Other articles such as this one in Time magazine; this one in the New York Daily News and this one from the New York Post — none of which really added to the story. I do think the Post could come up with a better description of the ADF than “anti-LGBTQ Christian group.”

Instead, I hear a lot of talk about gay conversion therapy “survivors.” (Wish these same media were as zealous at interviewing abortion survivors, but I digress). None of these reports points out that the city council’s law was really bad legislation that any First Amendment expert could have told them had a snowball’s chance in you-know-where of going unchallenged.

Nothing in the Times piece –- nor in other pieces I’ve listed about anti-conversion therapy — lets the practitioners themselves actually talk about what they do, much less allows them to respond to their critics. Will anyone allow these people to discuss what they believe and teach?

One story that does is this Religion News Service story about an ex-gay couple who’s rebranding the whole conversion thing. The couple is involved in the famous –- and sometimes infamous — Bethel Church in northern California.

(RNS) — Elizabeth Woning and Ken Williams have a simple message to LGBTQ people: God can radically transform their sexual orientation. It’s the motto of their new campaign, “Changed Is Possible.”

If it sounds familiar, it’s because it is. “Change is possible” was the slogan of Exodus International, the interdenominational ex-gay Christian ministry that shut down in 2012 after its president, Alan Chambers, renounced conversion therapy, saying it did not work and was harmful.

Woning and Williams — she once considered herself a lesbian and he once considered himself gay — have added a “d” to “change” and have launched what they call “a community of friends who once identified as LGBTQ+.”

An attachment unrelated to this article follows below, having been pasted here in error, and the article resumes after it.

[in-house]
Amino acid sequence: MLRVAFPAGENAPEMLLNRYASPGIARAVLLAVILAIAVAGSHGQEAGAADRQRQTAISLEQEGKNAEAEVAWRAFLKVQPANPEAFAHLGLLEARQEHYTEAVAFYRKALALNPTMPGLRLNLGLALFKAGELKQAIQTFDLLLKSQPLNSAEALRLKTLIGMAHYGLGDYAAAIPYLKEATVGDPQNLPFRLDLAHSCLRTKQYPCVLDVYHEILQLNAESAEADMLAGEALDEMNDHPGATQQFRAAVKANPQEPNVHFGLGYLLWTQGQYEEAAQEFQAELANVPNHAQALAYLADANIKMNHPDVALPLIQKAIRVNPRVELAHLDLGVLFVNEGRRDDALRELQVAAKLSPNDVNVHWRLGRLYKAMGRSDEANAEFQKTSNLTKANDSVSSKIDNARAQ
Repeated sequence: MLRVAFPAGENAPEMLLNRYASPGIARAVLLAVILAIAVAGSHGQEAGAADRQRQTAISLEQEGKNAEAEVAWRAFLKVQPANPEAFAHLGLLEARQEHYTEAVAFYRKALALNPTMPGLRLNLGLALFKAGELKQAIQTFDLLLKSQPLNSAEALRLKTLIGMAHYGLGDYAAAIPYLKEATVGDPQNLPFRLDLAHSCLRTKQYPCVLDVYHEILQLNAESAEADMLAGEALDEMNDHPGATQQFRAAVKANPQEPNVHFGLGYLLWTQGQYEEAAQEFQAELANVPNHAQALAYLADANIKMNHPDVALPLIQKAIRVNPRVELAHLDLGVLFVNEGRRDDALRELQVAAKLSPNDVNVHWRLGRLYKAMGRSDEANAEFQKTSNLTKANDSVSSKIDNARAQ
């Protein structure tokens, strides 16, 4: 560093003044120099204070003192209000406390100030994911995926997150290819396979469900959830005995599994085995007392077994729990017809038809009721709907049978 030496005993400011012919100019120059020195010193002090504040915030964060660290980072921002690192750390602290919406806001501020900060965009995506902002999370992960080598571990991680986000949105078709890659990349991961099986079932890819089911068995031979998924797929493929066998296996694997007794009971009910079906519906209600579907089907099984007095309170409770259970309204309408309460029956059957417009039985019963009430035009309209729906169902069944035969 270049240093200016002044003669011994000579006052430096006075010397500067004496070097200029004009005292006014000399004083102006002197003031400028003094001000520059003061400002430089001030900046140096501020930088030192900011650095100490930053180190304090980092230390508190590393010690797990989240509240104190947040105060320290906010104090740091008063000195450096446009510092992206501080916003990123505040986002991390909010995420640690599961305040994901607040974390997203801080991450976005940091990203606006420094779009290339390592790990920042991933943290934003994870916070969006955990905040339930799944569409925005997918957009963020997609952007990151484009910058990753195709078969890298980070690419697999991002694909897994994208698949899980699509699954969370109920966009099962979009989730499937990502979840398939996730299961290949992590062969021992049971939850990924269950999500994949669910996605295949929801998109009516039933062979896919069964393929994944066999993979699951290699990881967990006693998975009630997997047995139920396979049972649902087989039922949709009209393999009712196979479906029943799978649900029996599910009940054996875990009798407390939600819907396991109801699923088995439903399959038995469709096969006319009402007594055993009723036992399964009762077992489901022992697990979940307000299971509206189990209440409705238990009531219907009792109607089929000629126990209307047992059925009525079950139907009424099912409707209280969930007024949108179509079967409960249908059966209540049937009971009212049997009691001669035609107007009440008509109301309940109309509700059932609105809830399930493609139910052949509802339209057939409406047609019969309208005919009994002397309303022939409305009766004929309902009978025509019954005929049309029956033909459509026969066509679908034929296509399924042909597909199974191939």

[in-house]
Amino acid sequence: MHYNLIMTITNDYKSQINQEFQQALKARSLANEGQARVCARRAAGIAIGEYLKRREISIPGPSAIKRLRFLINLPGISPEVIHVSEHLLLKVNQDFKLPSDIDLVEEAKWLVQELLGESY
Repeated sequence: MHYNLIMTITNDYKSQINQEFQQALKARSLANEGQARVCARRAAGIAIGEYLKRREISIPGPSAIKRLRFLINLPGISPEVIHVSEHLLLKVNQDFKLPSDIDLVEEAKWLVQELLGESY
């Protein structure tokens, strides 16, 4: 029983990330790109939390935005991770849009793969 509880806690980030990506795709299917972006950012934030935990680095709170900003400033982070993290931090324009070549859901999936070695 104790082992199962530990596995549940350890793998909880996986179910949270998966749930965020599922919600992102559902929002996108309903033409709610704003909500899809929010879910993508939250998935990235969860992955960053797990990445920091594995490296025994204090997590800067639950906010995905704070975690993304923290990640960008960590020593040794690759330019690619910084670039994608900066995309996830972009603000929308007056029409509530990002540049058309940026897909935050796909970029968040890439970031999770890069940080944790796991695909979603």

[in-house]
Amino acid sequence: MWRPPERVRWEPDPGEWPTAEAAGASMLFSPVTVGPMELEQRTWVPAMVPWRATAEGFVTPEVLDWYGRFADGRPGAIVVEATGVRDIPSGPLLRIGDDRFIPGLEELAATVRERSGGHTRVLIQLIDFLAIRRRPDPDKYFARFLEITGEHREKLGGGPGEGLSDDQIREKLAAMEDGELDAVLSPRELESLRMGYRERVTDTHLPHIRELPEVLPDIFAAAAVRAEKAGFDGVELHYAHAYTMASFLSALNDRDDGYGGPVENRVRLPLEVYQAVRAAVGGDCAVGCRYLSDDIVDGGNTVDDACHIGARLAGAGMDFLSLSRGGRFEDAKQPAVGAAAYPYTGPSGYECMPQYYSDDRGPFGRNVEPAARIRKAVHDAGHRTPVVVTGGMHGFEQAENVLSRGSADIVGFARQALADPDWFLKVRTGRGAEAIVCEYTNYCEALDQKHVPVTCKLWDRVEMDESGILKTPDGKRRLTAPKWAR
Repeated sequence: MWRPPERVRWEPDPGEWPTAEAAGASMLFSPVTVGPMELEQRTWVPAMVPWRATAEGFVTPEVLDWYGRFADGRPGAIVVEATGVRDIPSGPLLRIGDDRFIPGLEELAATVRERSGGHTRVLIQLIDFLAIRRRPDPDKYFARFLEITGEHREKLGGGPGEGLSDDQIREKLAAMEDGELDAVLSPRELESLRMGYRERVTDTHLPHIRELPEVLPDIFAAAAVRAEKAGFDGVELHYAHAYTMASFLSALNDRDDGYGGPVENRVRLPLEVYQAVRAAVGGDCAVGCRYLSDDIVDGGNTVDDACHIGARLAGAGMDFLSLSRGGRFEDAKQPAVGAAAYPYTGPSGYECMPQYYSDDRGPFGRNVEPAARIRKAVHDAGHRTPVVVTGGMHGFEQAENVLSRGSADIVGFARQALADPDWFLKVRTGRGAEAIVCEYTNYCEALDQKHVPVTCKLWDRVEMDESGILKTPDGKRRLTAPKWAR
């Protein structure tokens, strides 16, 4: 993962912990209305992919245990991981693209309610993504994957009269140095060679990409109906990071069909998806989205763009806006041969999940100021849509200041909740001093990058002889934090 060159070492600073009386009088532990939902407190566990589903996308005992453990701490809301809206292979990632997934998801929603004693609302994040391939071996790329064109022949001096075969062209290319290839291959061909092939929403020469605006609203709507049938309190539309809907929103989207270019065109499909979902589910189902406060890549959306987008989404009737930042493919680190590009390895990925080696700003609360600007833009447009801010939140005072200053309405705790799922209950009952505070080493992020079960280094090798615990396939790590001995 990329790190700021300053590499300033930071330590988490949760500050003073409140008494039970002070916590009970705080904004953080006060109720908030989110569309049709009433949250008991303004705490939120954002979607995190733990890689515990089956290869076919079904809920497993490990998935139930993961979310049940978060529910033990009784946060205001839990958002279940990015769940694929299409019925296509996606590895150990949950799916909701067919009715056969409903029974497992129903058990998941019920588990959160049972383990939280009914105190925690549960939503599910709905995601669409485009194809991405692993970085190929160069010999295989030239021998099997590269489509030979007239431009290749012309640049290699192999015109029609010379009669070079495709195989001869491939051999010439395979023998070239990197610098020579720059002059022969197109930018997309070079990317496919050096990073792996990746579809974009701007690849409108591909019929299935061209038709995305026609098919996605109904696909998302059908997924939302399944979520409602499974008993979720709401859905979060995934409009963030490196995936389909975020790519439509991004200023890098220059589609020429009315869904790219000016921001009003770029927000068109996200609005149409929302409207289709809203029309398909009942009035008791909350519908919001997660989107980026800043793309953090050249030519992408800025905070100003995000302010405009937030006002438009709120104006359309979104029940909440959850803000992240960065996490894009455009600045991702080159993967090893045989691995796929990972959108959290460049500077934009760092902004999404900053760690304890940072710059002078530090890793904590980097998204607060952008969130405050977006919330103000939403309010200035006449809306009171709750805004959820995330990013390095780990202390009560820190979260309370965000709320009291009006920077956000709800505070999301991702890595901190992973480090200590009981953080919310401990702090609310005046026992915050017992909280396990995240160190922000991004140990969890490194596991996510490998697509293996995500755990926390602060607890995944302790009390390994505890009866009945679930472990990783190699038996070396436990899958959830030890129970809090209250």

The two pastors at Bethel Church, an independent charismatic megachurch in Redding, California, are rebranding the mostly discredited notion that gays can become straight with a sleekly designed, visually updated website that features stories of people who consider themselves #oncegay.

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The pair doesn’t offer therapy, the article said, but they will pray with whomever wants it. Which goes to show, the article continued, “that for a large segment of Christianity including evangelicals, charismatics, Pentecostals and Catholics, the belief that homosexuality is a sin — and therefore a choice — is pervasive and deeply ingrained.”

Much of the secular world can’t imagine such sentiments and lots of religious folks aren’t exactly advertising the fact that they feel this way. Who wants the hate mail that will result?

As for the Bethel couple, they’ve gone to the state capital in Sacramento to protest anti-conversion bills.

At the most fundamental level, Woning said, she sees efforts to ban the practice as a matter of religious freedom.

“We should all have a right to shape our own personal sexuality as we feel led by our convictions,” she said.

So here we finally have a piece that allows the ex-gay folks to actually state what they’re about in their own words.

Hopefully, the MSM will pick up this RNS piece. It’s about time they saw an example of something that actually tells both sides.